On Monday 16th March 1801, HMS Invincible, a third rate 74 gun ship of the line, sailed out of Great Yarmouth, with recently appointed Captain, John Rennie at the helm. Also on board, with his flag flying, was Rear Admiral Thomas Totty. The ship had stopped off in Yarmouth to pick up orders and now sailed heavily laden with ordnance, ammunition and stores, along with her crew of 590 men. She was on her way to join the Baltic Fleet, where Admiral Nelson was second in command to Admiral Sir Hyde Parker, for the Battle of Copenhagen.
With pilots embarked, who were thought to be well acquainted with the passage through Haisbro (Happisburgh) Gat, a strong tide and fresh wind forced Invincible off course. At 2.30pm she struck Hammond’s Knoll, a sandbank just east of Haisbro (Happisburgh) Sand. Some provisions were jettisoned to lighten the ship and in the late afternoon, when she was labouring against a rising swell, her masts were cut away. It was hoped that she would float off at high water, which she did manage to do but, having lost her rudder and with a heavy swell and freshening wind, she struck sand again. The crew laboured on the pumps throughout the night to try and keep her above water and her guns were sounded at frequent intervals as a signal of distress.
The only help came from The Nancy, a smack fishing for cod, who came to the aid of the stricken ship. Her skipper, Daniel Grigson, anchored nearby and at midnight, when all hope of saving the Invincible was gone, took aboard Admiral Totty and those of the crew who were little more than boys. Invincible’s own boats were lowered safely but were swept out to sea, with these men being picked up later by a passing collier.
The Nancy stood by all night, hoping to rescue the remainder of the crew at daybreak, but to the horror of all on board, as the sky lightened, the Invincible went down. All who could jumped onto the launch. Captain Rennie, the last to leave his ship, attempted to swim to the launch, but overcome with cold and exhaustion and when almost in reach of the oars, lifted his hands to the sky, placed them over his face, and then sank calmly beneath the waves. He was a brave and competent officer, much respected by all under his command.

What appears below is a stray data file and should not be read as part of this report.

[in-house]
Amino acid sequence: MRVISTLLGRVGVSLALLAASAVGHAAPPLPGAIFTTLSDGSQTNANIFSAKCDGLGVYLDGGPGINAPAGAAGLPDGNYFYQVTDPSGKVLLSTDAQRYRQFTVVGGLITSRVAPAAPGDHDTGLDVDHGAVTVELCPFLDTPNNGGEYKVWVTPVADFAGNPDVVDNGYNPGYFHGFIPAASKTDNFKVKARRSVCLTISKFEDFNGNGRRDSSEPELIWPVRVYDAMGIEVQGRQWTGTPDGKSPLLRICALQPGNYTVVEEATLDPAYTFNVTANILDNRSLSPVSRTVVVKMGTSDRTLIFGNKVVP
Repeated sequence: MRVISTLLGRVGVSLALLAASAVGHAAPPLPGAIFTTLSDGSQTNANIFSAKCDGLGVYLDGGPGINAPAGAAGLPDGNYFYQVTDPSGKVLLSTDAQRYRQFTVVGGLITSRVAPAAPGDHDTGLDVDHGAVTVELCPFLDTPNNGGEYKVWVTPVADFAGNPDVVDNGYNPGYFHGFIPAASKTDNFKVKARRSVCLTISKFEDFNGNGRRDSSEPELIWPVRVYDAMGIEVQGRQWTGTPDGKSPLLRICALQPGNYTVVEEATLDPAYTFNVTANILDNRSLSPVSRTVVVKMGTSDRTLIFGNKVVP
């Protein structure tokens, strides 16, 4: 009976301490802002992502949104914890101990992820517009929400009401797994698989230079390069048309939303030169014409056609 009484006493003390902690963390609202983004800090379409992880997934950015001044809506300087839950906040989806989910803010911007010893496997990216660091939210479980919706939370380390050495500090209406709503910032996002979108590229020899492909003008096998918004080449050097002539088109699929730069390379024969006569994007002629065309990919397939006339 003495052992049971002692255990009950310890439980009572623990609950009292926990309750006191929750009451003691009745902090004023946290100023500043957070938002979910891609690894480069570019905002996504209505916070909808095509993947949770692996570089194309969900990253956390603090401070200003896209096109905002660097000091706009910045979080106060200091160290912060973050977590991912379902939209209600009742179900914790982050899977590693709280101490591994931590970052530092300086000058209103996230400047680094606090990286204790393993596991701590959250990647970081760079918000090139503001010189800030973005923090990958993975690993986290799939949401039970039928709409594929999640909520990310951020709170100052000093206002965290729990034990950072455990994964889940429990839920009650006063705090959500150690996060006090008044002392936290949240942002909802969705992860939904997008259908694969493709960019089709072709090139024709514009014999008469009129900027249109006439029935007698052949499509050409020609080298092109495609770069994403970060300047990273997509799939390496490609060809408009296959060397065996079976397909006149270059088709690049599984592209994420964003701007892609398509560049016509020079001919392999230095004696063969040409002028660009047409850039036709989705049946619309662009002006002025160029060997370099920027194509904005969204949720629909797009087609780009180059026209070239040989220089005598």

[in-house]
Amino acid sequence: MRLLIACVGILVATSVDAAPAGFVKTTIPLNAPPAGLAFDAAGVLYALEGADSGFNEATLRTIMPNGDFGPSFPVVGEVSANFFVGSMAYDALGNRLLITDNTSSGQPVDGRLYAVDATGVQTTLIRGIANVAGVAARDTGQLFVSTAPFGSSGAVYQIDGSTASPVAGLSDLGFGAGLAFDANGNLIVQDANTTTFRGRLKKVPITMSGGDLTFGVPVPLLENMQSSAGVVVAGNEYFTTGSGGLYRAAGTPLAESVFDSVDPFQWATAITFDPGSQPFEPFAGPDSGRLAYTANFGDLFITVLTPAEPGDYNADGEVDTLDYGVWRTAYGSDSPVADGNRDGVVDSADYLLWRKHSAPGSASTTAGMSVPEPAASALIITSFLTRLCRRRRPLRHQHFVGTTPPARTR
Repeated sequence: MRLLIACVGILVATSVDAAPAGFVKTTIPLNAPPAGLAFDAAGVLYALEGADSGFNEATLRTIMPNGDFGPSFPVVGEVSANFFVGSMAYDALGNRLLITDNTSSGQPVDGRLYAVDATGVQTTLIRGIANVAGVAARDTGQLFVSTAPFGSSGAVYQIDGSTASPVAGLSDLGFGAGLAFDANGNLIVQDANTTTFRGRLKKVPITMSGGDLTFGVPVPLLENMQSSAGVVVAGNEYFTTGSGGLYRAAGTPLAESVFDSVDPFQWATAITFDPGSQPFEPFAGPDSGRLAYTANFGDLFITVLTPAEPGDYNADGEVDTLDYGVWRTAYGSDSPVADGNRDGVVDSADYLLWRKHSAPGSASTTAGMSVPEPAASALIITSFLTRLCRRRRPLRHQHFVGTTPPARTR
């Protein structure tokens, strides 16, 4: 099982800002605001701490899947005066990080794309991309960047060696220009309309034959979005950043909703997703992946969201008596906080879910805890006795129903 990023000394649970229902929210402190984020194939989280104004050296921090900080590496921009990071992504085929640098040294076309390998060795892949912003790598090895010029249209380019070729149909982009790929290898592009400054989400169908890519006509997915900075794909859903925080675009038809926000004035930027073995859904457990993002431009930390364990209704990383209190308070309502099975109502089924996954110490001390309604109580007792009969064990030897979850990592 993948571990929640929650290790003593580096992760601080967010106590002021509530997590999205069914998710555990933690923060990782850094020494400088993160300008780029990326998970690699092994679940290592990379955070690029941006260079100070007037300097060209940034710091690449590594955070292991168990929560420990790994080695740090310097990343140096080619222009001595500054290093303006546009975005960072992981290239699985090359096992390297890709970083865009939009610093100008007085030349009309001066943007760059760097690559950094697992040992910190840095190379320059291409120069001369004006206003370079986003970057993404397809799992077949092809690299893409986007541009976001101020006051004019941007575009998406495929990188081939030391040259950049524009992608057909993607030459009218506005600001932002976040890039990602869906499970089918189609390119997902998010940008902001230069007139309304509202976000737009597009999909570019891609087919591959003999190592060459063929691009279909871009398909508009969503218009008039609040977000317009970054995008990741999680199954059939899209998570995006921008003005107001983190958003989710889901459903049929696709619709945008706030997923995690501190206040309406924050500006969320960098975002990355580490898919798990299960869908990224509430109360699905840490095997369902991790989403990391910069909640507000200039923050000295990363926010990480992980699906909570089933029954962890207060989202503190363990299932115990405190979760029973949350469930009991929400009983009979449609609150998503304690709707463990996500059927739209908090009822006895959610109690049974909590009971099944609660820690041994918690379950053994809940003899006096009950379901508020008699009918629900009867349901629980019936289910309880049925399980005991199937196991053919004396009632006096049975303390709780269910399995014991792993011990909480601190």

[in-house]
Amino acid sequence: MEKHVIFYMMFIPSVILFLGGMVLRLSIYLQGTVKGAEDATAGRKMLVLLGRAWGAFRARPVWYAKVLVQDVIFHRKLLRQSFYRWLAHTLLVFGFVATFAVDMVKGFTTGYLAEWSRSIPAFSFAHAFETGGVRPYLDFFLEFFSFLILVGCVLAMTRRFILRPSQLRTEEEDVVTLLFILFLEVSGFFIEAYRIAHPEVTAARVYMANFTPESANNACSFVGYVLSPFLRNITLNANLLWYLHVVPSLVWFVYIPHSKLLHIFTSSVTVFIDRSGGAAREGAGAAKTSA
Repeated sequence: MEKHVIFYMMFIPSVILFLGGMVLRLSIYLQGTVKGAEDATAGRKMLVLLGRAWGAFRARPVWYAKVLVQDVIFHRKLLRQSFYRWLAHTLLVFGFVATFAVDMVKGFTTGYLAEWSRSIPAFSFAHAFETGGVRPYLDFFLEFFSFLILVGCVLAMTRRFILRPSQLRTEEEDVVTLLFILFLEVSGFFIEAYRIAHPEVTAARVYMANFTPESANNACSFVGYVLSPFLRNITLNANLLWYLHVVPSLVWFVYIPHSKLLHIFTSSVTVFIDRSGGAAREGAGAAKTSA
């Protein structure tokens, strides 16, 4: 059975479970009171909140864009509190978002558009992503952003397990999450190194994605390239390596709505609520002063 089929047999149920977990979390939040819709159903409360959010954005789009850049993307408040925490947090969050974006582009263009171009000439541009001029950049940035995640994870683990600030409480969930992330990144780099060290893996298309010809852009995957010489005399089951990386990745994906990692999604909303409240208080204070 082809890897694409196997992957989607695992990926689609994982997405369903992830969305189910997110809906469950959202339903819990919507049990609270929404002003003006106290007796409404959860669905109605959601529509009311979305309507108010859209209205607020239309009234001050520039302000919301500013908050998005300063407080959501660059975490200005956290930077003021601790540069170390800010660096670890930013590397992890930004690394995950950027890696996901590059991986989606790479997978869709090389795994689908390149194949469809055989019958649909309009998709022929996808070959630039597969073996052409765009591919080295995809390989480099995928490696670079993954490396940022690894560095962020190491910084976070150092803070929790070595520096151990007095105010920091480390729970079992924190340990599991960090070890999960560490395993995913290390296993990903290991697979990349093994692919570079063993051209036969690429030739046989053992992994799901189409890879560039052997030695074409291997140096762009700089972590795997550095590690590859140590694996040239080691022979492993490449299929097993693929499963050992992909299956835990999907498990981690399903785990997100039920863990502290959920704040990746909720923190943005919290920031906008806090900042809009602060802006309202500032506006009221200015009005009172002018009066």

Out of 590 men, some 400 perished. During the next few days, bodies were washed up along the coast, and at Happisburgh, cart loads were gathered up and taken to a mass grave on the north side of St. Mary’s church.
Soon after the Battle of Copenhagen (at which 256 men were lost, compared with about 400 from the Invincible), Nelson visited ‘his’ men lying injured in Yarmouth hospital.
For many years no memorial marked the spot where 119 men were buried. This was a cause of concern to Mrs Mary Cator who resided in the parish of Happisburgh during the first part of the 20th century. In 1913 she started a county-wide collection to raise funds for a suitable stone. Unfortunately, objections were raised as there was no written record of the burials having taken place. Mrs Cator had no way of proving the authenticity of the burials, and all donations were sadly returned.
It was not until 1988 when a drainage trench was dug to take rain water from the Church roof that many skeletons were found, laid out in rows, some as shallow as 3 foot below the ground, evidently buried in haste. There was now little room for doubt that this was indeed the burial site for the lost 119 sailors who drowned on that terrible morning.
The aircraft carrier HMS Invincible was contacted and told of the story about her predecessor, and the lack of a memorial. Her Captain and ships company responded with much interest. On Tuesday 24th July 1998, St. Mary’s church was filled to overflowing. Many had come from far afield, including a direct descendant of Captain John Rennie, the Second in Command of the aircraft carrier HMS Invincible along with eight members of her crew and members of the Nelson Society.
In bright sunshine and with a fresh wind, the congregation gathered on the burial mound, within sight of Hammond’s Knoll, where prayers of dedication were said. A bugler from HMS Invincible sounded the Last Post and Reveille. The men of HM’s Late Ship Invincible had at last received a fitting tribute to their memory.